'Unprecedented': Speed of global warming at its fastest pace since ice age
Global warming has always been a matter of concern for the entire globe. Amid the COP26 summit, a recent revelation by a new study states that the speed of human-caused global warming over the last 150 years is faster than anything since the last ice age as it is about 24,000 years ago. Published in the journal Nature, the study suggests that there is a general warming trend over the last 10,000 years.
"This reconstruction suggests that current temperatures are unprecedented in 24,000 years, and also suggests that the speed of human-caused global warming is faster than anything we've seen in that same time," said Jessica Tierney, an associate professor at the University of Arizona, and co-author of the study.
As a part of the study, the scientists created maps which highlighted global temperature changes for every 200 years interval going back 24,000 years. Lead study author Matthew Osman said, "The fact that we're today so far out of bounds of what we might consider normal is cause for alarm and should be surprising to everybody."
Two independent datasets were combined. This included temperature data from marine sediments and computer simulations of climate. To obtain information about past temperatures, the scientists looked at the chemical signatures of marine sediments.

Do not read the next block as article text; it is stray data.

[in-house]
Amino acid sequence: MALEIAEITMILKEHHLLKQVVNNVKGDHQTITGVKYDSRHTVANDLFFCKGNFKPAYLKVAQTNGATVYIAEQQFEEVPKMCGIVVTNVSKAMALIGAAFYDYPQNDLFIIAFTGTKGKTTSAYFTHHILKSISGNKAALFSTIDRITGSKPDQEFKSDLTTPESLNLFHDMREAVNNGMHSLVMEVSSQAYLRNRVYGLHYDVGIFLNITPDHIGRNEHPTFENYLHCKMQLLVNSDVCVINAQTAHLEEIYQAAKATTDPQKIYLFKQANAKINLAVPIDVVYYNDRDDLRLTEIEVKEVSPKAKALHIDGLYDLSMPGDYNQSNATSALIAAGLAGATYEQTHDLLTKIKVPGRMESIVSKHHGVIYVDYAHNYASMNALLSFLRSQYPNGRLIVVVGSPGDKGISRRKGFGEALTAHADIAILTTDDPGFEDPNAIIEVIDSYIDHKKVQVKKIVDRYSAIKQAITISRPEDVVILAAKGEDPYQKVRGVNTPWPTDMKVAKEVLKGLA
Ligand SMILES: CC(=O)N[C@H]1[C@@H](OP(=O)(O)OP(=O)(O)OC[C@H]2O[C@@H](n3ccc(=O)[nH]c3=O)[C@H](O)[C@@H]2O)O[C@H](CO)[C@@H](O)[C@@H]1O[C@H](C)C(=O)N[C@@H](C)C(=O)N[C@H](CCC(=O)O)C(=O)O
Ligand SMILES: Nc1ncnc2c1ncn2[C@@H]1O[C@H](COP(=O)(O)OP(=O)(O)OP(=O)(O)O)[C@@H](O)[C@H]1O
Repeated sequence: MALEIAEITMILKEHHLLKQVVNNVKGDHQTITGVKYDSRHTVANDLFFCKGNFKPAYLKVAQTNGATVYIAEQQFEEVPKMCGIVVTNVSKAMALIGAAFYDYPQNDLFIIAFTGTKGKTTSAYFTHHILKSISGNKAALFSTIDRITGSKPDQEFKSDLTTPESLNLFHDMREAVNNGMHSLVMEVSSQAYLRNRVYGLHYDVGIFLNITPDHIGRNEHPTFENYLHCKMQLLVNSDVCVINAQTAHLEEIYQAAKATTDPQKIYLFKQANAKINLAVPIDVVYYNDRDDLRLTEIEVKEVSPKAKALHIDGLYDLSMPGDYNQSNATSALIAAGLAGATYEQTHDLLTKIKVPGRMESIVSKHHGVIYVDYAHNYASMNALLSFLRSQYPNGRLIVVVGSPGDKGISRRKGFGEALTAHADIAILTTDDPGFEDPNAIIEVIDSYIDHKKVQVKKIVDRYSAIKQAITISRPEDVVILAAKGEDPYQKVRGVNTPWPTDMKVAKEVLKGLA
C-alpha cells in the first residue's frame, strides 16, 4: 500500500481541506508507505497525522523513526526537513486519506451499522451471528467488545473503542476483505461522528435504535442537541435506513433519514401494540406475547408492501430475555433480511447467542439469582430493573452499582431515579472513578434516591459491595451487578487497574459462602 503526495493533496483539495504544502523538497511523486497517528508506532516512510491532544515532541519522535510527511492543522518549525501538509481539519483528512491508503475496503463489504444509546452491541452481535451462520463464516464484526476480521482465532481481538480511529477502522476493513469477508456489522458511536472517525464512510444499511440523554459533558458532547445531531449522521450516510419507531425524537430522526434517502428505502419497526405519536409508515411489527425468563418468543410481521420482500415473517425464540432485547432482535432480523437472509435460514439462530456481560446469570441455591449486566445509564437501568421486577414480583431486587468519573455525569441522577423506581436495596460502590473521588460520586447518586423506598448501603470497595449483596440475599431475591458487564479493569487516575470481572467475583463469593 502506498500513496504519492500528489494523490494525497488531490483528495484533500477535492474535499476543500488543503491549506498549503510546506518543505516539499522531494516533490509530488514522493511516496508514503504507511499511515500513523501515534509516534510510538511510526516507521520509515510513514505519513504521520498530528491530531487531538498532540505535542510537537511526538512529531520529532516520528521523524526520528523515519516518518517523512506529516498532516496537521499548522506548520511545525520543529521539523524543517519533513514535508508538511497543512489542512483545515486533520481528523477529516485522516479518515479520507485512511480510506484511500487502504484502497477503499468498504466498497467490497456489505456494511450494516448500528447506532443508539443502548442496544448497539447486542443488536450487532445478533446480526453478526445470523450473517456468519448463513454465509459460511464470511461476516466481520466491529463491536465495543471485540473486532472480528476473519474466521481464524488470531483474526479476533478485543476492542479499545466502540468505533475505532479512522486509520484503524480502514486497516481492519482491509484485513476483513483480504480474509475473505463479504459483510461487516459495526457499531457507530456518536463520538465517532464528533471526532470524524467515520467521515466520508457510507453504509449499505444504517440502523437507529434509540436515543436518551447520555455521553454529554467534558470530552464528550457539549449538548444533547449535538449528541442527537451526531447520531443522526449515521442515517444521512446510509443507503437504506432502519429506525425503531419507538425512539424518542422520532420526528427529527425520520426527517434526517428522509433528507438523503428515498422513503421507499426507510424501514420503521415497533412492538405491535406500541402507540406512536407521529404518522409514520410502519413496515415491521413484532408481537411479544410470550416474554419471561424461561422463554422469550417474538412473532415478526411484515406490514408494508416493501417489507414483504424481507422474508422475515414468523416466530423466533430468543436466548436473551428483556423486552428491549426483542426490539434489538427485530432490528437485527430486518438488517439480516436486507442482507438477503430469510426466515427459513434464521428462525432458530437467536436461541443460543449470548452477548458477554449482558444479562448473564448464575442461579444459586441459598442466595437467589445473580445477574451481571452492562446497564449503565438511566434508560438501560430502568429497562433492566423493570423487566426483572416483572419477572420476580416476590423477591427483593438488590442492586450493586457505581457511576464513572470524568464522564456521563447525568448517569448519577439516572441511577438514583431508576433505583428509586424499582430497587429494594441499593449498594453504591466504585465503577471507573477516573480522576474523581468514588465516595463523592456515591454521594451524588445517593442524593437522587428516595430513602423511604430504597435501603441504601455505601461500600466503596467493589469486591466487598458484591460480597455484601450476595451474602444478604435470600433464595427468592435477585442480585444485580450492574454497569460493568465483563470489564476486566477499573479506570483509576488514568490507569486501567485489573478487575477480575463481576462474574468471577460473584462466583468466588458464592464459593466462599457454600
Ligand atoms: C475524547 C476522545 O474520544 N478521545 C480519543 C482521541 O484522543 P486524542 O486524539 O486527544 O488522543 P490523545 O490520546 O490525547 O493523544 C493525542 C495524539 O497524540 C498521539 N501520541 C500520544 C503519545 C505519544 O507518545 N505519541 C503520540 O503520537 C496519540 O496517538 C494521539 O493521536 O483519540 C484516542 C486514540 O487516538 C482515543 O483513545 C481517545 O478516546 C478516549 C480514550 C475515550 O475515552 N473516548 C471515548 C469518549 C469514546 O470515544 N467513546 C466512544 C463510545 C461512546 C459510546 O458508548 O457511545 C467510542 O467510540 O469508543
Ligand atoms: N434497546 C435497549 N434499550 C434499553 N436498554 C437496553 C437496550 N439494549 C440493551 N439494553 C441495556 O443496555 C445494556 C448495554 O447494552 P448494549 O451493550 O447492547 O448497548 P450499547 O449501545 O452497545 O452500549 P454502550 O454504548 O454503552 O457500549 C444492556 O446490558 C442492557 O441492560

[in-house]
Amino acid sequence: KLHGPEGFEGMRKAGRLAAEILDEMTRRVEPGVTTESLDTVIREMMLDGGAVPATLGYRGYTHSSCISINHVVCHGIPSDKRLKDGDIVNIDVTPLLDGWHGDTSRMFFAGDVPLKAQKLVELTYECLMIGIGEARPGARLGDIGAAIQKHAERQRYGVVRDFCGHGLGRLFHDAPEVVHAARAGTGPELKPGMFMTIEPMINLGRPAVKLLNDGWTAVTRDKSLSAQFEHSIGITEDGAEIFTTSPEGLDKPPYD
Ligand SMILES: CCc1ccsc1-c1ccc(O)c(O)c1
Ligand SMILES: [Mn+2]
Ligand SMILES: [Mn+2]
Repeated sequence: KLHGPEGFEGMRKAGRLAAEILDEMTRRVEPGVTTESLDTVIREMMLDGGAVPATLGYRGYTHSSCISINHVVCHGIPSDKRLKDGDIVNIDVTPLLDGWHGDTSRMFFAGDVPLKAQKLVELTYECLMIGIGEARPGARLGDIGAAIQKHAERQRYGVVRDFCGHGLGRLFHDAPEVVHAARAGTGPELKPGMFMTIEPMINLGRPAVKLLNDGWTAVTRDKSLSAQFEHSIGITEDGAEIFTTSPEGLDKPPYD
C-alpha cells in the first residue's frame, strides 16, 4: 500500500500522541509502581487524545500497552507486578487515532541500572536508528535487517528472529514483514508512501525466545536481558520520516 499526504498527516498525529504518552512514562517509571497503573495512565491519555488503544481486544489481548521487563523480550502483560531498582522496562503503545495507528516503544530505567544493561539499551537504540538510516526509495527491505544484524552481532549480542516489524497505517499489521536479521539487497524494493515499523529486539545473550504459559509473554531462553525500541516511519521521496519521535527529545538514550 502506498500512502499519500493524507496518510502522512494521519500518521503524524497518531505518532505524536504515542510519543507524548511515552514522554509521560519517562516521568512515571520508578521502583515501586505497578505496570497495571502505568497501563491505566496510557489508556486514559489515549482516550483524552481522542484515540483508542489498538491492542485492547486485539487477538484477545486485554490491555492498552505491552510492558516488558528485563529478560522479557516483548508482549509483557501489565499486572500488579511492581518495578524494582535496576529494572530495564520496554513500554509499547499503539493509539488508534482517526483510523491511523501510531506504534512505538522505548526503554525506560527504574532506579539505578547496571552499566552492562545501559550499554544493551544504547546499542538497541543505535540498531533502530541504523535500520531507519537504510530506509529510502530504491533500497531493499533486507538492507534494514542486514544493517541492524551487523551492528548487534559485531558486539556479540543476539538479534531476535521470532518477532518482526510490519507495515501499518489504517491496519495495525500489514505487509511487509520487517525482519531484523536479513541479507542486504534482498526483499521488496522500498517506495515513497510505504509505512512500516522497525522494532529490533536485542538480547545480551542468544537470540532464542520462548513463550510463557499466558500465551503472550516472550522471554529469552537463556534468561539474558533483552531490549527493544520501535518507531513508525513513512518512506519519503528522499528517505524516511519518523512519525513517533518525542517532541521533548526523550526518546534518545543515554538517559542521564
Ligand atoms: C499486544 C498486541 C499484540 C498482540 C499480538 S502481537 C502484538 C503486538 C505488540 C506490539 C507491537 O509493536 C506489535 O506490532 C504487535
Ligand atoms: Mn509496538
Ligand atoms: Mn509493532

"To forecast the weather, meteorologists start with a model that reflects current weather, then add in observations such as temperature, pressure, humidity, wind direction, and so on to create an updated forecast," Tierney said.
Currently, the team is working on using the method to know more about climate changes that happened in past.
The study further states that the main cause of climate change since the last ice age are the rising greenhouse gas concentrations and the retreat of the ice sheets.
Meanwhile, it has been reported that the UK's longest-lasting snow patch has melted away, for only the eighth time in 300 years. Nicknamed “the Sphinx”, the hardy piece of snow has survived countless summers on a remote mountainside in the Cairngorms.
The patch of resilient snow resides on Braeriach in Aviemore, Scotland's third highest mountain at 1,296 metres. After shrinking to the size of an A4 piece of paper in recent weeks, it finally disappeared in mild weather.